Back in mid-January, the Mets fired general manager Jared Porter for sending unsolicited, sexually explicit images to a female reporter. What followed was a sport-wide examination of clubhouse culture. More has since come to light, including the involvement of former Mets manager Mickey Callaway that extended back to his Cleveland days. Callaway, currently the Angels pitching coach, has been accused of lewd and inappropriate conduct and is still being investigated by MLB.
On Friday, The Athletic published an article on the "rotten" culture inside the Mets' operations. The full story contains interviews with current and former Mets staffers and lays out a culture of inappropriate behavior and ignored complaints. Here are parts of what was reported by Katie Strang and Brittany Ghiroli:
- Former executive producer for content and marketing, Joe DeVito, was accused of sexual harassments by multiple women. He texted at least one employee, saying, "I've barely even hit on you. So that counts for something."
- Former hitting performance coordinator, Ryan Ellis, is alleged to have made "aggressive sexual comments" and sending "persistent suggestive text messages."
- Seven employees, male and female, told The Athletic that David Newman, chief marketing, content and communications officer, made inappropriate remarks to female employees. Regarding Newman, one woman who was interviewing with the Mets, said she was told the following: "He's an asshole who is terrible to work for, but he can get you where you need to go."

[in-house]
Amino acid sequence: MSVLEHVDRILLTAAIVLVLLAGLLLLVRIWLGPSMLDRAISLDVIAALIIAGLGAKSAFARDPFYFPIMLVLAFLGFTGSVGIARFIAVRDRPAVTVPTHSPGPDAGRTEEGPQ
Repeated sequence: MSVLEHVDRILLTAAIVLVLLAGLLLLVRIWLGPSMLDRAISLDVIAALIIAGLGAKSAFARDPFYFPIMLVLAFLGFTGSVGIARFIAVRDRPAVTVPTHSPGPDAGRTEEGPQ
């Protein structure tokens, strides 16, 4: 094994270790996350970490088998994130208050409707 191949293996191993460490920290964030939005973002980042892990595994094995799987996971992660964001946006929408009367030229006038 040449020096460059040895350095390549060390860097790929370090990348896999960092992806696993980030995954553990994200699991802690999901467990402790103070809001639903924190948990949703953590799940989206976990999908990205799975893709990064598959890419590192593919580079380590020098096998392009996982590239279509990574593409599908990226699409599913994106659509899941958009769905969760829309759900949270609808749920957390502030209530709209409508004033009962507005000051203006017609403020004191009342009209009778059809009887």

- Former employees said their complaints were ignored when reported to the team's human resources department. "You could not go to HR to feel protected, comfortable, anything," a former employee said.
"We were all pawns in this toxic workplace," one former Mets employee, who has worked in baseball for more than a decade, told The Athletic.
Former Marlins president David Samson discussed the Mets' situation on the latest Nothing Personal with David Samson. Listen below:
Mets president Sandy Alderson tried to defend the club in a response.
"Let me try to make a point as strongly as I can, OK? Not every instance involving men, women in the workplace is a capital offense, OK? Every time something happens, it doesn't mean somebody has to be fired," Alderson told The Athletic. "There are a lot of intermediate steps that can be taken and we've done that in a variety of different cases. And have included capital punishment as a consequence in some cases, but not every case rises to the level of execution. And that's what honestly I think is happening with these articles (in The Athletic). People are getting executed, including women, by the way, for reasons that are unjustifiable."
The Athletic report also states that new owner Steve Cohen announced last month a law firm was going to review issues of "sexual harassment, misconduct and discrimination."